Soups of fresh stock are good eating

January 22, 1992|By Knight-Ridder News Service

What is the difference between soup, chowder and stew?

Soup is the umbrella term for liquid food often containing vegetables and the like. Chowder usually has onions, potatoes, vegetables, some fish or meat and milk in it. Stew generally is chunkier and thicker than what we'd call soup and it's cooked by covering food with liquid and simmering slowly for a long period.

Going beyond definitions, there is some revisionism going on about how to make a good soup.

Soup may be simple and part of our rainy, cold-day childhoods, but modern chefs have a few nits to pick with the way our moms made it.

Usually cheap to make and including many of the basic food groups, the soup of our past was often made with leftover vegetables and the pot was put on to simmer in the morning.

This technique may become a thing of the past. With more double-income families and nobody in the house all day, it is more difficult to make a homey, slow-simmering soup on anything but a weekend.

Some soup addicts say slow-cookers solve this problem, but that is debated by those who contend that flavors don't bloom unless the ingredients are sauteed beforehand and the crock pot is used only for its simmering value.

John Moody, kitchen systems manager for the Fresh Choice restaurants, where diners daily down about 70 gallons of 25 different types of homemade soup in 17 California locations, thinks only the freshest ingredients -- not the dregs at the bottom of the vegetable bin -- should be used in making soup. He offers these other tips on soup-making:

*Be careful not to overcook it. Overboiling can break down ingredients. For example, if you put potatoes on to boil at a roar, they will break down into small pieces. Keep the soup simmering below the full boil and stir gently.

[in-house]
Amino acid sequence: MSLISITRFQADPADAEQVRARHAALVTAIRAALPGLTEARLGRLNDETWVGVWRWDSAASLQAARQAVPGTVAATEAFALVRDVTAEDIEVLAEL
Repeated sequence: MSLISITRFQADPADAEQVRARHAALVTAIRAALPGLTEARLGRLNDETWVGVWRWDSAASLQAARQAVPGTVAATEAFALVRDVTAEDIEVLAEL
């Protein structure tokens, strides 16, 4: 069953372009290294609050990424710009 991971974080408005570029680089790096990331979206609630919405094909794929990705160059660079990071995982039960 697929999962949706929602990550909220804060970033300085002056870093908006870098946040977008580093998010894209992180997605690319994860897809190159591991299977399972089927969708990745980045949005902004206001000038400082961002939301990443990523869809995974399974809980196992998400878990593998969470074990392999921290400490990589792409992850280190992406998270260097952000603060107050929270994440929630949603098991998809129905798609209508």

*If adding cream, add it right at the end unless you want the cream to reduce.

*If adding beans of any kind, soak them the night before so they are softened. You won't have to cook them so long and they won't end up mushy. Bean soups need very little but spices added to them.

*If adding a beurre manie (equal parts flour and softened butter) to thicken a soup, make ahead and add in small pieces to prevent lumps. Then cook just below a boil at least 20 minutes to get the floury taste out.

*Remember that stocks are eminently freezable, but soups with ingredients such as potatoes and vegetables do not hold up so well. Cream soups do not freeze well.

And also remember these facts about stock, sodium and fat:

*A key to a good soup is good stock. If you do not make your own, remember that most of the canned varieties contain high levels of sodium, as much as 1,800 milligrams, more than half what experts recommend people consume daily. To reduce the levels, add water.

*Lots of companies are now marketing soup mixtures, such as packages of different kinds of beans, along with flavoring packets. You don't have to use all the flavoring package mix, which contains lots of sodium.

*If you are concerned about fat, make sure to skim it from the top of soup. Often this is easiest after the soup has been refrigerated and the fat has risen to the top and hardened.

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